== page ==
Frank Gesualdo was buried with the rosary he carried with him during one of the most harrowing episodes of World War II.
He survived 72 hours awaiting rescue in the waters of the Pacific Ocean after his aircraft carrier, the USS Hornet, was battered by Japanese bombs in the Battle of the Santa Cruz Islands. The life raft was overloaded, so Mr. Gesualdo and the other sailors took turns hanging off the sides.
Some men slipped under the waves after thirst drove them to gulp down saltwater. Some were taken by sharks, Mr. Gesualdo told his grandchildren.
Mr. Gesualdo’s rosary, given to him by his own father, who kept it close when he fought in World I, “was one of the only things he grabbed as they were going overboard,” said his son, Ralph.
He felt his rosary protected him. “He had just left a compartment, and that was the compartment that got hit and everybody died,” his son said.
Before sinking, his aircraft carrier had a heroic past. The USS Hornet was the launching pad for the Doolittle Raid of April 1942, when American bombers carried out daring airstrikes over Japanese cities, boosting the nation’s morale after the attack on Pearl Harbor.
Returning home to Chicago, he founded multiple companies connected to the automotive industry: a collection agency, a repossession business and a chain of car dealerships that has grown to 24 dealerships operated by his children in Illinois, Wisconsin and Indiana. He also served on the state Toll Highway Authority during Gov. Jim Thompson’s administration.
He died on April 1 at age 90 at Highland Park Hospital.
Mr. Gesualdo grew up in the old Italian neighborhood around Taylor Street, the son of immigrants from their namesake town of Gesualdo, Italy, near the “ankle” of Italy’s boot. He attended Crane Technical High School.
After Pearl Harbor, he tried to enlist in the Air Force because it had the closest recruiting office to his home. But at 6 feet 1 and 275 pounds, the recruiters took one look at him and said, “ ‘We’re looking for fliers — not bombs.’ ”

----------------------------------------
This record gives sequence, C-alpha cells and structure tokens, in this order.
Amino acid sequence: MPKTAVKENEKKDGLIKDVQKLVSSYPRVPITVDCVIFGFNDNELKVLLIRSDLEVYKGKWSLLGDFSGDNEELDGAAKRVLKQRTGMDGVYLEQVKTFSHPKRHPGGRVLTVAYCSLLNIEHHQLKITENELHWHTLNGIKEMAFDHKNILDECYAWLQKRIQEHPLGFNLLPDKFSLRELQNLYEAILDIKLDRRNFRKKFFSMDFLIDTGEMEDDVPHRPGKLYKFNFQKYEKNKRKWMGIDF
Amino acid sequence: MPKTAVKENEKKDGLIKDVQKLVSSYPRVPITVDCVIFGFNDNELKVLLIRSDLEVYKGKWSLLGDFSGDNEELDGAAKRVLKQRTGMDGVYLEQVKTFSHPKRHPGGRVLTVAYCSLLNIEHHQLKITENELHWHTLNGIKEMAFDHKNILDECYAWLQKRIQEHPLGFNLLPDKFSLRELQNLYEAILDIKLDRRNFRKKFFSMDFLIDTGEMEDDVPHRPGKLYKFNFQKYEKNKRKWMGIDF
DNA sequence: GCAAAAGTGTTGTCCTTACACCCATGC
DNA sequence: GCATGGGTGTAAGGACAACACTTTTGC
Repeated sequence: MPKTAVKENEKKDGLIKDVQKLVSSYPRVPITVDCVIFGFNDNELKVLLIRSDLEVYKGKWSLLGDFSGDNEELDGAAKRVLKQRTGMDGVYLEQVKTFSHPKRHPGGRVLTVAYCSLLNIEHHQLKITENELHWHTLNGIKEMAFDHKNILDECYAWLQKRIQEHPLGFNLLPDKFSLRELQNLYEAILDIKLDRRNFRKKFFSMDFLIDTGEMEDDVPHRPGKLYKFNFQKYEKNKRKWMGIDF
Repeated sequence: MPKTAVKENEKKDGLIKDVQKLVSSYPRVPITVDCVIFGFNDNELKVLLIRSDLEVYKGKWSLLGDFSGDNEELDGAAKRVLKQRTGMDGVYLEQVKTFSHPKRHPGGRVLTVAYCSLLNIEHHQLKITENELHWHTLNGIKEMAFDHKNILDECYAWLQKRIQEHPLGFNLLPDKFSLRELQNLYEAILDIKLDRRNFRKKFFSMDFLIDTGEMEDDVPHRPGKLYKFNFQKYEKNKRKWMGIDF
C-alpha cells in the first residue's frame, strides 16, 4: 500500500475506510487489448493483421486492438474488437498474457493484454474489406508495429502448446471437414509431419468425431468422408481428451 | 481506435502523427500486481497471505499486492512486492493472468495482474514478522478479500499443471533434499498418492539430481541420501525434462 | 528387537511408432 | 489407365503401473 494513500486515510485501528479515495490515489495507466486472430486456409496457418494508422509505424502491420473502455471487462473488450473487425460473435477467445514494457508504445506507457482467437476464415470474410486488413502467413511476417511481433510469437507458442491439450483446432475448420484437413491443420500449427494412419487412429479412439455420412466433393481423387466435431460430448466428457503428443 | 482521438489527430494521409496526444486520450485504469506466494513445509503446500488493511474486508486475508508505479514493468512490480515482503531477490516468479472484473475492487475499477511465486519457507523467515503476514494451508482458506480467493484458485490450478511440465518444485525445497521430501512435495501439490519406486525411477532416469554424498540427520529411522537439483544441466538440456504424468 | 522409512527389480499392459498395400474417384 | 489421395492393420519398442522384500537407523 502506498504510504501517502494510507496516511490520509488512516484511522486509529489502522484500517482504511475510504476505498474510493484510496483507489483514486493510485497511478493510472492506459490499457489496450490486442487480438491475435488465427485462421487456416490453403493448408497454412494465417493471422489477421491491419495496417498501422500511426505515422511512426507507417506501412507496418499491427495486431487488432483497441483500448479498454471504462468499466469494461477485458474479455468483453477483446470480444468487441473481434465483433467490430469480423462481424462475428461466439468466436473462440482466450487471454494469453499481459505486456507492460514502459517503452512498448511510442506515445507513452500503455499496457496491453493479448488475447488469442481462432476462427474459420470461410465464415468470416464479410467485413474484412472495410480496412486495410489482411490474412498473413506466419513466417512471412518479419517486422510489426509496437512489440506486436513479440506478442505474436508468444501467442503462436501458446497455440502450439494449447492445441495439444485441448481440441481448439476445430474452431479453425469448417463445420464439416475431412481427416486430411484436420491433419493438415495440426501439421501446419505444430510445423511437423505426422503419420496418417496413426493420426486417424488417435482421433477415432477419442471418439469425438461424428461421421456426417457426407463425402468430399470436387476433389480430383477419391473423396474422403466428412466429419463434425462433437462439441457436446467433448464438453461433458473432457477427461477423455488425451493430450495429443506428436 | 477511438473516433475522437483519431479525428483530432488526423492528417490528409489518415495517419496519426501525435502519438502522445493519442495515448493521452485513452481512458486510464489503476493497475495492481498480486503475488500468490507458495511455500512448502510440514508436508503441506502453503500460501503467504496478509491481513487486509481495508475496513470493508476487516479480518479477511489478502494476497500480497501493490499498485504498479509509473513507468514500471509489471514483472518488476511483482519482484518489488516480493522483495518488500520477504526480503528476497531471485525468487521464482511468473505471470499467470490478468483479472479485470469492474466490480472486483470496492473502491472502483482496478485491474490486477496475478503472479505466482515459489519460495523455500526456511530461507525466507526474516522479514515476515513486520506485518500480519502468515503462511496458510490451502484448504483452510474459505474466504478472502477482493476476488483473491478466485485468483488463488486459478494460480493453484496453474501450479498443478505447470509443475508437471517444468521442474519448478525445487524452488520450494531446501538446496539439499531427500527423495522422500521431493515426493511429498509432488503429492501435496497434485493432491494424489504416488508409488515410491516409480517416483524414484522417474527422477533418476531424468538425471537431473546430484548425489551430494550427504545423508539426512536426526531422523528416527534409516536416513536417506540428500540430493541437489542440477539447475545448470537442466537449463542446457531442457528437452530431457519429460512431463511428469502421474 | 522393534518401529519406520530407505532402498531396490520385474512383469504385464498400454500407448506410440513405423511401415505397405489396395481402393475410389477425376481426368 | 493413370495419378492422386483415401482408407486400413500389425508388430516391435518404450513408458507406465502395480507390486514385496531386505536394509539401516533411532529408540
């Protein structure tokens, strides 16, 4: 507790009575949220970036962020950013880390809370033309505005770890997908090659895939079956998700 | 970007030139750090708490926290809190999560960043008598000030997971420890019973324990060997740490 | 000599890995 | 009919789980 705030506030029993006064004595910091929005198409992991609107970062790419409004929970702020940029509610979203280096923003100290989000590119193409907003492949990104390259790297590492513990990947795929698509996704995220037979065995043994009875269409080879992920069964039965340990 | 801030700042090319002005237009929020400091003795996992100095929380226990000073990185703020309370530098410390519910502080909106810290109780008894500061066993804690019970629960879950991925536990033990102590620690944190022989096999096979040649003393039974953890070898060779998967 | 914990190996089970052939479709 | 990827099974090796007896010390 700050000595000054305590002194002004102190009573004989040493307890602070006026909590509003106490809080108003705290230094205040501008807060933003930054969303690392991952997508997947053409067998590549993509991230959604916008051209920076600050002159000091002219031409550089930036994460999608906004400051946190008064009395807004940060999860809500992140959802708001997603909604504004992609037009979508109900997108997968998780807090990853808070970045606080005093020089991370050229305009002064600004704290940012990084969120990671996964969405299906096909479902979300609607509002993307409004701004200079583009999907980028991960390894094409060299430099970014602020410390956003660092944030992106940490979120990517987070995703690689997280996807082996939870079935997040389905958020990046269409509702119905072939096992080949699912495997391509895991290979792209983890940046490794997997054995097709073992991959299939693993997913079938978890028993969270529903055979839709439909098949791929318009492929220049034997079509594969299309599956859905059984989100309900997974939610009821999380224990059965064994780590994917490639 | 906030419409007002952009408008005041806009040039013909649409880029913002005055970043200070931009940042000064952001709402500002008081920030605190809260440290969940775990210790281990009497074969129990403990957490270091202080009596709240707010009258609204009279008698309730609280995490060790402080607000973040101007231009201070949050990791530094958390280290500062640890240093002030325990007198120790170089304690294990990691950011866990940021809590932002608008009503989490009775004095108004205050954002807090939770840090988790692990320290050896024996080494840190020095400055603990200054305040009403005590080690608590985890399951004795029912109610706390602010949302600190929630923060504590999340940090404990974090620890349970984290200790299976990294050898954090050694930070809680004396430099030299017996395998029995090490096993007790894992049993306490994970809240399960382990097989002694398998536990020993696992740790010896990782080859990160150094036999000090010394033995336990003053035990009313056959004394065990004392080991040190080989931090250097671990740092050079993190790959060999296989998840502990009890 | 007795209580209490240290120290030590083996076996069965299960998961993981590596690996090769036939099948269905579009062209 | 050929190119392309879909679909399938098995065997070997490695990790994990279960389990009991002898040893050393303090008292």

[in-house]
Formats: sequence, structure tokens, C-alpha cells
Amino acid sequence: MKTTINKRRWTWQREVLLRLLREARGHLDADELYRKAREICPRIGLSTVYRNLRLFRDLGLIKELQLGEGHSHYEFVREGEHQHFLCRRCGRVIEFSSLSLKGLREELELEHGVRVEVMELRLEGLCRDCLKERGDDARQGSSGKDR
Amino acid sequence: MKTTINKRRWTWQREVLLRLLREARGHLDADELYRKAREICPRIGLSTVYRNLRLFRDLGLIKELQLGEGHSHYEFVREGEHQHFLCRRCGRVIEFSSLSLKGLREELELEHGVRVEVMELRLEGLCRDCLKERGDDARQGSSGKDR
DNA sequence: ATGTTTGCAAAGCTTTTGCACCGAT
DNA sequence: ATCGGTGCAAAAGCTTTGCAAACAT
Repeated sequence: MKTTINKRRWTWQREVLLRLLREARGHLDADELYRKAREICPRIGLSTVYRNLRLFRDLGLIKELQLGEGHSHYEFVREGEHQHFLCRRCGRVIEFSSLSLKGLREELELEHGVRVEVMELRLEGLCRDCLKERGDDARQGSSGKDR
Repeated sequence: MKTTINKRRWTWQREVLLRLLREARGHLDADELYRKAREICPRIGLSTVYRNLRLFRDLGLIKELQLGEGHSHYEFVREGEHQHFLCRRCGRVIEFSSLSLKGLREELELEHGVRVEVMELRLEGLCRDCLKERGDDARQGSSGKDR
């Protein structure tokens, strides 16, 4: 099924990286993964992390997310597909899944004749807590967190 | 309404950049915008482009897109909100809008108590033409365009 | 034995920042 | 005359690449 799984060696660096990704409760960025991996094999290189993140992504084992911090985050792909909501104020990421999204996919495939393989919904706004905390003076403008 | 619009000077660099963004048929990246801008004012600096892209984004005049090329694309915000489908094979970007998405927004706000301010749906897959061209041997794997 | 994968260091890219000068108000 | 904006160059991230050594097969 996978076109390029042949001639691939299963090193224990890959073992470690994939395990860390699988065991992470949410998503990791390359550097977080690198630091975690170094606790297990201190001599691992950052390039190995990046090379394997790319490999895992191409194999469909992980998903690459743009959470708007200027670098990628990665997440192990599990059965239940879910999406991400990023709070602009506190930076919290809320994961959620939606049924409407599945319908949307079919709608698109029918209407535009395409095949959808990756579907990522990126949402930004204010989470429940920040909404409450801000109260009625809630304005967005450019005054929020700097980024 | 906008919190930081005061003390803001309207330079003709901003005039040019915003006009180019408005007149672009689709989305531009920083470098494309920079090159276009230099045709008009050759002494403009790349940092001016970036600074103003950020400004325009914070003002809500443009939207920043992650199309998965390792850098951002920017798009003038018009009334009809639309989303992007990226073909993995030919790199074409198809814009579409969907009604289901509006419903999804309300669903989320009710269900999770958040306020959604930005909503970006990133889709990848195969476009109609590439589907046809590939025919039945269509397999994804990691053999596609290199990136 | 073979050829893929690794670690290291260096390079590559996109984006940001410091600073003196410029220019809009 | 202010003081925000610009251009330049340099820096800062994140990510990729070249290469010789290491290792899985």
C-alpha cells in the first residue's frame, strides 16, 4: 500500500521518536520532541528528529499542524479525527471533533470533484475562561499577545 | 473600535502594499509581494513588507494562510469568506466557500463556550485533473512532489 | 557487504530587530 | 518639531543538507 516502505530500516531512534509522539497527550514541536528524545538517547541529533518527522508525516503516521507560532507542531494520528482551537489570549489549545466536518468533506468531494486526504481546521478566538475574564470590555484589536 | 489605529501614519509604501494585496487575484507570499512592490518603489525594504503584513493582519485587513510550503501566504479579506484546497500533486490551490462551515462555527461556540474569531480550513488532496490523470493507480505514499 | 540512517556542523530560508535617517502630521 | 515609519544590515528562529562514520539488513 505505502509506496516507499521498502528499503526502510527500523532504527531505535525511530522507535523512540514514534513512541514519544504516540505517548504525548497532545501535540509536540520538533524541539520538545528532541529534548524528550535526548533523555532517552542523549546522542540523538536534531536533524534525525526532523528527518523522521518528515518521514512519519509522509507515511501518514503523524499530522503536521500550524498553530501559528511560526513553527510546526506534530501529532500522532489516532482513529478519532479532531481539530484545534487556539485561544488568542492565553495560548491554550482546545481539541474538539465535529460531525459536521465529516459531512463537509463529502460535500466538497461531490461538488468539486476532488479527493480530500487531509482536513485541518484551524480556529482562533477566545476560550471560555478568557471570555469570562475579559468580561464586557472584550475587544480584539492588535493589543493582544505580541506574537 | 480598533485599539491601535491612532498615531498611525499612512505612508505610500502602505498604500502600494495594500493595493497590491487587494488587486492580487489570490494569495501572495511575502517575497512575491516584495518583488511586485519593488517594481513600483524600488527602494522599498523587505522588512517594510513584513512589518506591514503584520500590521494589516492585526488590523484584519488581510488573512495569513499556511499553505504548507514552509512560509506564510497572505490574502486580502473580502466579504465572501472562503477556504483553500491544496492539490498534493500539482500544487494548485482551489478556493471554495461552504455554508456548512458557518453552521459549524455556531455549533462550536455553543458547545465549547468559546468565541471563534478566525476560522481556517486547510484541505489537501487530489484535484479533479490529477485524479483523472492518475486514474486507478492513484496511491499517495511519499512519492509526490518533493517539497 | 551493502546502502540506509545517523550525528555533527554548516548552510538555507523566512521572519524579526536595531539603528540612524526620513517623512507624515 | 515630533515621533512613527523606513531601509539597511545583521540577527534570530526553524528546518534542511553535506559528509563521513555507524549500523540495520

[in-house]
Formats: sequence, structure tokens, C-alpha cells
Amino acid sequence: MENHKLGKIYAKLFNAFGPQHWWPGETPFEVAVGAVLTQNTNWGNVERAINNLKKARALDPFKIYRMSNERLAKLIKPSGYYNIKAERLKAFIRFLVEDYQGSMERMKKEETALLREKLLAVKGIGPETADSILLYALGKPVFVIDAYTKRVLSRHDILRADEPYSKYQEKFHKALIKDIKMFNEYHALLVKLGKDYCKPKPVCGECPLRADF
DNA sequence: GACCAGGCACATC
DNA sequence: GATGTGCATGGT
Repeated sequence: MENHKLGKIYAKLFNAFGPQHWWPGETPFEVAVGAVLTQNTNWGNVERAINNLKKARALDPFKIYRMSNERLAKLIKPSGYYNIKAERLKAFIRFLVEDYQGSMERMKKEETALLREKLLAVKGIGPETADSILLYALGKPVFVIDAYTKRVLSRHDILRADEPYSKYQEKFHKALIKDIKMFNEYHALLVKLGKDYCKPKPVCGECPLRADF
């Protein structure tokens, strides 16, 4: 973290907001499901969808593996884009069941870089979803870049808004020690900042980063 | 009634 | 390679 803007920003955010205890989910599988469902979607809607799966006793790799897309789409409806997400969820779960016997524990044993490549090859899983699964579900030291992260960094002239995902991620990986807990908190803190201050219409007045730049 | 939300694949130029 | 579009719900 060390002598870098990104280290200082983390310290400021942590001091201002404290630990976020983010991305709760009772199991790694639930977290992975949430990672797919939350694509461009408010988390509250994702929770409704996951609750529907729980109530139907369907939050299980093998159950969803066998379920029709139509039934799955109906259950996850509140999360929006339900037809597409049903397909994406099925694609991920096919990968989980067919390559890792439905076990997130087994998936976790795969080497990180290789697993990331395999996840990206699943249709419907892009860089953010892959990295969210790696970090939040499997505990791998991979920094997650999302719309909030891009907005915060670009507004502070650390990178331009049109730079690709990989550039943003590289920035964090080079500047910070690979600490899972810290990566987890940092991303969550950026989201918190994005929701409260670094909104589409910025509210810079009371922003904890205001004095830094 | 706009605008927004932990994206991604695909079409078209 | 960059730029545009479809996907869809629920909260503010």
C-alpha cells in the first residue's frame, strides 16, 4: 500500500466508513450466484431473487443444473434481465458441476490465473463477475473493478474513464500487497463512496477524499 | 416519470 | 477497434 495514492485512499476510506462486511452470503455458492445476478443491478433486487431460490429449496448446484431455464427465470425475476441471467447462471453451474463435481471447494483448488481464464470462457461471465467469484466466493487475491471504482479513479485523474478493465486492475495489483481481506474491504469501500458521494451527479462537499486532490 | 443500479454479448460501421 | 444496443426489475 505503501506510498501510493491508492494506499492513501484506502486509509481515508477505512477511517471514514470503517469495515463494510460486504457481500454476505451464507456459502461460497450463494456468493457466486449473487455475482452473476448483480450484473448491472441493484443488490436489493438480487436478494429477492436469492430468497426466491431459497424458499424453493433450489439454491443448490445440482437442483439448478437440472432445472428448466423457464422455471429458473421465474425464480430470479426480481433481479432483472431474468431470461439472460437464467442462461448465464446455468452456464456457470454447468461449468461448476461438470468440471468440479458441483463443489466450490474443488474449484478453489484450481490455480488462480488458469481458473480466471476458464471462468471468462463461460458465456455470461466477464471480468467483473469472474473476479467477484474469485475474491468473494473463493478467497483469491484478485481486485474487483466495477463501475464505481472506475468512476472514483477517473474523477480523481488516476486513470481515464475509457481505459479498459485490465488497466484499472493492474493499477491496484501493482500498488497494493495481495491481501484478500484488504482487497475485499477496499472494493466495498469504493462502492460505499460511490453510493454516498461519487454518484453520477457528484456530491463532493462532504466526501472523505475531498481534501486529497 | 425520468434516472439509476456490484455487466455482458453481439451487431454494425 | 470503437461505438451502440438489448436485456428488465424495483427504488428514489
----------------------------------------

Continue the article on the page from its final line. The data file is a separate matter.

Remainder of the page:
The next closest recruiting office was the Navy, so that’s where he signed up and became a chief petty officer, his son said.
After the war, he started buying and repairing used cars, renting out a corner of a Taylor Street gas station. “As he grew, he bought the whole gas station as a used car lot,” his son said.
He met his wife, Rita O’Connor, at a dance at the Aragon Ballroom. On their second date, he took her to the racetrack, their son said. “Her horse was winning and she stood up on a chair to cheer her horse and he looked up at her and said, ‘I’m going to marry you.’ ” They were wed 63 years.
In his final months, he was largely limited to a wheelchair, but he was practicing his walking to surprise his wife, his son said. “He privately told me and the caregiver he wanted to dance with her one more time.”
In 1968, Mr. Gesualdo opened his first new-car dealership at 105th and Michigan. He became a leader among Chicago area dealers, said John Grettenberger, who was General Motors’ regional manager for Oldsmobile and a chief of its Cadillac division. In addition to sales volume, Mr. Gesualdo provided GM with marketing research, sharing customer reaction to new cars. He did troubleshooting in the late 1970s when some Olds customers were unhappy to learn their cars had been built with Chevy motors.
A spiffy dresser who always wore wingtips, Mr. Gesualdo wasn’t into automotive status symbols. He took vehicles traded in by customers and motored home to check how they ran. “My dad always drove the junkiest car on the lot, so he could see how it drove,” said his daughter, Gina Fisher. “Every night he would pull in the driveway in a different car.”
Mourners who attended his April 5 funeral told his children he helped them with mortgages, gave them jobs and even donated cars, his daughter said.
Mr. Gesualdo made highly coveted homemade “gravy,” or tomato sauce, using pork neckbones and prosciutto. It was so good he jarred it and labeled it “Mr. G’s Sauce.”
He also made delectable baked clams and Chicken Vesuvio.
“He lived for those Sunday dinners when everybody would come to the house and the holidays,” his son said. His children are thrilled that they began taping him a decade ago at his stove so they can duplicate his techniques.
After the 2003 death of his 49-year-old daughter, Roxane Malo, from cardiac arrhythmia, “He always wore a picture of my sister around his neck,” his son said.
In addition to his wife, Rita, and children Gina Fisher and Ralph Gesualdo, he is survived by his sons Gregory and Mark, his brother, Edward, and 11 grandchildren.